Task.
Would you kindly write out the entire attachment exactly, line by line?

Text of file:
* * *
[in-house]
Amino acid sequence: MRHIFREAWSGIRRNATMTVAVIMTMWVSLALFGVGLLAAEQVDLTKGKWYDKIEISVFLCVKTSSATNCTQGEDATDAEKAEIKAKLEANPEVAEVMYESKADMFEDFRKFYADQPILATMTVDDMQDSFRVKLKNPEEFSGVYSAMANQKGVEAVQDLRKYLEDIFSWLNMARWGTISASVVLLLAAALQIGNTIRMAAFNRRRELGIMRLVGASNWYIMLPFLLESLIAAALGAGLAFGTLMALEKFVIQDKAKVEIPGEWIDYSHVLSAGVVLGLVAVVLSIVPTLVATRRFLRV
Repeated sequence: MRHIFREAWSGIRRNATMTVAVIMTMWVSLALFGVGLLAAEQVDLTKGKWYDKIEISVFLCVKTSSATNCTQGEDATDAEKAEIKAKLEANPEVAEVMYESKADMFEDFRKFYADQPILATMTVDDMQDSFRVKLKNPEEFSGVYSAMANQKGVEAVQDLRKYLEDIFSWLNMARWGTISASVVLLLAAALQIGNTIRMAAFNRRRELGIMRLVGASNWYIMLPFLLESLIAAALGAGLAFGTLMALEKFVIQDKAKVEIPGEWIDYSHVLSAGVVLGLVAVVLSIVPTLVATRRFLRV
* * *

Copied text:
[in-house]
Amino acid sequence: MRHIFREAWSGIRRNATMTVAVIMTMWVSLALFGVGLLAAEQVDLTKGKWYDKIEISVFLCVKTSSATNCTQGEDATDAEKAEIKAKLEANPEVAEVMYESKADMFEDFRKFYADQPILATMTVDDMQDSFRVKLKNPEEFSGVYSAMANQKGVEAVQDLRKYLEDIFSWLNMARWGTISASVVLLLAAALQIGNTIRMAAFNRRRELGIMRLVGASNWYIMLPFLLESLIAAALGAGLAFGTLMALEKFVIQDKAKVEIPGEWIDYSHVLSAGVVLGLVAVVLSIVPTLVATRRFLRV
Repeated sequence: MRHIFREAWSGIRRNATMTVAVIMTMWVSLALFGVGLLAAEQVDLTKGKWYDKIEISVFLCVKTSSATNCTQGEDATDAEKAEIKAKLEANPEVAEVMYESKADMFEDFRKFYADQPILATMTVDDMQDSFRVKLKNPEEFSGVYSAMANQKGVEAVQDLRKYLEDIFSWLNMARWGTISASVVLLLAAALQIGNTIRMAAFNRRRELGIMRLVGASNWYIMLPFLLESLIAAALGAGLAFGTLMALEKFVIQDKAKVEIPGEWIDYSHVLSAGVVLGLVAVVLSIVPTLVATRRFLRV